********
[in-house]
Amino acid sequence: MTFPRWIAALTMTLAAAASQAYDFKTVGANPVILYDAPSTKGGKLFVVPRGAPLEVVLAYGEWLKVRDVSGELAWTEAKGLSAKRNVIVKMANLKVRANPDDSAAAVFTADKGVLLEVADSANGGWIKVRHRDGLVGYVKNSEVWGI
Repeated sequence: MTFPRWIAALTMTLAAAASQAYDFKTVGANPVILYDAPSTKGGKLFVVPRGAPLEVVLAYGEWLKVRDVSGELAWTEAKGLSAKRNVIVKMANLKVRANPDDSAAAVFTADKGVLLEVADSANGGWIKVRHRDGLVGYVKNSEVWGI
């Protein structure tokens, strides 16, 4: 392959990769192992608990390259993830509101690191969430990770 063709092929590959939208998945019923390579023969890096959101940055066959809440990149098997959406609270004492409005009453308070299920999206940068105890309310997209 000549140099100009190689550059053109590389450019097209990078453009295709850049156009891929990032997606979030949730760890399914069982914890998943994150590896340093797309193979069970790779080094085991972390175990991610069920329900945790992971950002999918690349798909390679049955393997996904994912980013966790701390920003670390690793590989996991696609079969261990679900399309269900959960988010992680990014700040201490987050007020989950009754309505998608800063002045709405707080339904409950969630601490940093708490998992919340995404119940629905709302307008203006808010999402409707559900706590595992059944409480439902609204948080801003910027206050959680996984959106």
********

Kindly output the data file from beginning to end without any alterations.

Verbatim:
[in-house]
Amino acid sequence: MTFPRWIAALTMTLAAAASQAYDFKTVGANPVILYDAPSTKGGKLFVVPRGAPLEVVLAYGEWLKVRDVSGELAWTEAKGLSAKRNVIVKMANLKVRANPDDSAAAVFTADKGVLLEVADSANGGWIKVRHRDGLVGYVKNSEVWGI
Repeated sequence: MTFPRWIAALTMTLAAAASQAYDFKTVGANPVILYDAPSTKGGKLFVVPRGAPLEVVLAYGEWLKVRDVSGELAWTEAKGLSAKRNVIVKMANLKVRANPDDSAAAVFTADKGVLLEVADSANGGWIKVRHRDGLVGYVKNSEVWGI
């Protein structure tokens, strides 16, 4: 392959990769192992608990390259993830509101690191969430990770 063709092929590959939208998945019923390579023969890096959101940055066959809440990149098997959406609270004492409005009453308070299920999206940068105890309310997209 000549140099100009190689550059053109590389450019097209990078453009295709850049156009891929990032997606979030949730760890399914069982914890998943994150590896340093797309193979069970790779080094085991972390175990991610069920329900945790992971950002999918690349798909390679049955393997996904994912980013966790701390920003670390690793590989996991696609079969261990679900399309269900959960988010992680990014700040201490987050007020989950009754309505998608800063002045709405707080339904409950969630601490940093708490998992919340995404119940629905709302307008203006808010999402409707559900706590595992059944409480439902609204948080801003910027206050959680996984959106």